The sometimes hundreds of people waiting in line to pass through security at Denver International Airport represent a serious vulnerability that can’t be fixed in the existing configuration of the airport’s Great Hall. A major renovation planned for the main terminal would dramatically reconfigure the security screening area and open up space for a premium shopping area before passengers head off to their gates.
To make this project happen, DIA wants to enter into a 34-year, $1.8 billion agreement with a private consortium headed by Ferrovial, a Spanish giant in the transportation infrastructure world that also manages London’s Heathrow Airport. The Great Hall Partners would oversee all aspects of design and construction, bring a certain amount of private financing to the table, manage the concessions, take a cut of the revenue and get reimbursed by the airport every year for expenses like debt payments and operations and maintenance.
The airport could bond for the entire project at a lower cost, but airport executives believe the deal brings enough benefits to be worth paying a premium for the financing. The greatest of those benefits are protection from cost overruns during construction and coordination among numerous contractors to keep the airport running smoothly during a complex, phased project, DIA CEO Kim Day said.
Against this argument, some community members, labor organizers, airline executives and Denver City Council members have concerns: that pay and benefits won’t be as good for concessions and janitorial staff, that local businesses will get fewer opportunities, that the focus on concessions creates the wrong incentives, that potential changes to the project design could leave the city on the hook not just for change-orders now but for lost revenue to a private company for years to come.
Denver City Council was set to discuss the contract Monday, Aug. 7, but the debate was put off until a public hearing and vote scheduled for the following Monday, Aug. 14. If they don’t approve the contract by Sept. 1, the city will be on the hook for a $9 million penalty to Great Hall Partners.
Here’s what you need to know as this deal moves forward:
Why are we doing a major renovation on a 22-year-old airport?
The 9/11 terrorist attacks changed airport security procedures dramatically, and that changed how DIA — designed in the early 1990s — uses the Great Hall, the broad open space on Level 5 of the main terminal. This is where we snake through TSA security lines that cannot always be contained within the stanchions. This isn’t how architects imagined this space would be used when they designed the airport.
People arriving by train or entering the airport from the Westin Hotel walk straight into the back of the security line without a convenient way to get up to ticketing and check-in. Funneling nearly all the airport passengers through a single security checkpoint means we’re more prone to major delays during busy travel times.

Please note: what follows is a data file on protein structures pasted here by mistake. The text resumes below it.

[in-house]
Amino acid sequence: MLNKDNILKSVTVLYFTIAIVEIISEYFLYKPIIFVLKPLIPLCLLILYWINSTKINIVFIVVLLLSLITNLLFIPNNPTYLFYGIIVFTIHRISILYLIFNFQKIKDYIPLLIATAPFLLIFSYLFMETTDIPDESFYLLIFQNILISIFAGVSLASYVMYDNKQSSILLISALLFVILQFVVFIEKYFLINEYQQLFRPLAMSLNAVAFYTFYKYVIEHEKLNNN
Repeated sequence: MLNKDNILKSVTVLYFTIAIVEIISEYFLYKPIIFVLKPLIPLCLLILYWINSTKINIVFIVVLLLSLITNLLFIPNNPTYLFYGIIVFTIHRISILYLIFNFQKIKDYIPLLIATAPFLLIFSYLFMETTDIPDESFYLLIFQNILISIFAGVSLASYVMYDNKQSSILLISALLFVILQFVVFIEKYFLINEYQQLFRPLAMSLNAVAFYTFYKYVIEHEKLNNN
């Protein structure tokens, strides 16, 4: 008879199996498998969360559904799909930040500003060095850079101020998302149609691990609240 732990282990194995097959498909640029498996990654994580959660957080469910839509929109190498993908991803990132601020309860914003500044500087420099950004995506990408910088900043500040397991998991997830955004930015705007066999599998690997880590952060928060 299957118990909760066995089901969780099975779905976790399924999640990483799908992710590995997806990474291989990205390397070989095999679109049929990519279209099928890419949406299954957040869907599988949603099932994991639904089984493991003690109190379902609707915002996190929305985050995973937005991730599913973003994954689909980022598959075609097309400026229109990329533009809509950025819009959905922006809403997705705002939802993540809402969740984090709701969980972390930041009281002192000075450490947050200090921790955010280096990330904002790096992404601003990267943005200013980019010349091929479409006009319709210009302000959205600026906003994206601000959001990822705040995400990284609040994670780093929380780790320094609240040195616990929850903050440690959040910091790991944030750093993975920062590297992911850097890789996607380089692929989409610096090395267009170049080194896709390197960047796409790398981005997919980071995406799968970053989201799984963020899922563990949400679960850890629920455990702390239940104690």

All of this is stressful and unpleasant, but everyone’s worst fear is that it could be deadly. Security experts have known and warned for some time that the most vulnerable parts of our airports are the areas before we go through security screening. That terrorists are also aware of this became very clear last year in attacks on the Istanbul and Brussels airports, as well as a Brussels subway station. More than 70 people died in those attacks and hundreds more were injured.
“If the terrorists’ goal is to cause maximum loss of life and mass casualties, the target will be the area with the greatest number of people — whether they’re waiting to go through security inside the terminal building, or waiting to enter the airport outside the terminal building,” security consultant Matthew Finn told Conde Nast Traveler in the wake of the Istanbul and Brussels attacks.
So the need to relocate security — and make it safer and more efficient in the process — is what’s driving this project, but along the way, we’re also supposed to get some really nice stores that we’ll want to spend more money at.
How will this project change the airport?
There are about 70,000 square feet of space on Levels 5 and 6 that are currently vacant or “under-utilized,” and both levels will be rearranged to use that space differently.
Level 6 will remain the site of ticketing and check-in, with new ticketing desk configurations that address the widespread use of self-service kiosks and other changes in how we fly. One third of the space on Level 6 will be turned over to a new security screening area designed for this purpose. The entire screening area will be protected by bullet-proof glass. Automated screening machines will allow TSA to process 250 people per lane per hour, compared to 150 per lane per hour now. Passengers will line up in special waiting areas with a couple dozen other people, instead of the hundreds of people who queue on Level 5 now.
The bridge to Concourse A will be maintained, but it won’t have security screening anymore. Instead, the airport is planning services like a health club and business center.
Level 5, where the current TSA checkpoint is, will be redesigned. On the south end, there will be a comfortable waiting area that airport officials compare to Union Station. This is where people arriving by train will enter the airport.
And on the north end of Level 5, there will be a similarly comfortable waiting area for greeting international flights.